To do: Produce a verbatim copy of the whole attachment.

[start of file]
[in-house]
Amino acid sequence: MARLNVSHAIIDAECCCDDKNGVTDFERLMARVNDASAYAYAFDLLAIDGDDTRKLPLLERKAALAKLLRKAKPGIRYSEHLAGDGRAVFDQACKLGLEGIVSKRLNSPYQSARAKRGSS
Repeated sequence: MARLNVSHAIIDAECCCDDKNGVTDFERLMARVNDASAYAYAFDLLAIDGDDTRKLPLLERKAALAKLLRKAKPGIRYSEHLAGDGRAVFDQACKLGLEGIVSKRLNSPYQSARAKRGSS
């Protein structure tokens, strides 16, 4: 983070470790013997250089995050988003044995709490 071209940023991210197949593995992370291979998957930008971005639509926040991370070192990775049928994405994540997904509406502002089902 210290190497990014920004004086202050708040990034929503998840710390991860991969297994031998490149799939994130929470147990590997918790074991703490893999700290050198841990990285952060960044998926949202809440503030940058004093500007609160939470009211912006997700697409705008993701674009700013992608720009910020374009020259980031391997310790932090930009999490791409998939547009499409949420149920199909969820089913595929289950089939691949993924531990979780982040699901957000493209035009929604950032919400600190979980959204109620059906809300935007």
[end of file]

[in-house]
Amino acid sequence: MARLNVSHAIIDAECCCDDKNGVTDFERLMARVNDASAYAYAFDLLAIDGDDTRKLPLLERKAALAKLLRKAKPGIRYSEHLAGDGRAVFDQACKLGLEGIVSKRLNSPYQSARAKRGSS
Repeated sequence: MARLNVSHAIIDAECCCDDKNGVTDFERLMARVNDASAYAYAFDLLAIDGDDTRKLPLLERKAALAKLLRKAKPGIRYSEHLAGDGRAVFDQACKLGLEGIVSKRLNSPYQSARAKRGSS
């Protein structure tokens, strides 16, 4: 983070470790013997250089995050988003044995709490 071209940023991210197949593995992370291979998957930008971005639509926040991370070192990775049928994405994540997904509406502002089902 210290190497990014920004004086202050708040990034929503998840710390991860991969297994031998490149799939994130929470147990590997918790074991703490893999700290050198841990990285952060960044998926949202809440503030940058004093500007609160939470009211912006997700697409705008993701674009700013992608720009910020374009020259980031391997310790932090930009999490791409998939547009499409949420149920199909969820089913595929289950089939691949993924531990979780982040699901957000493209035009929604950032919400600190979980959204109620059906809300935007």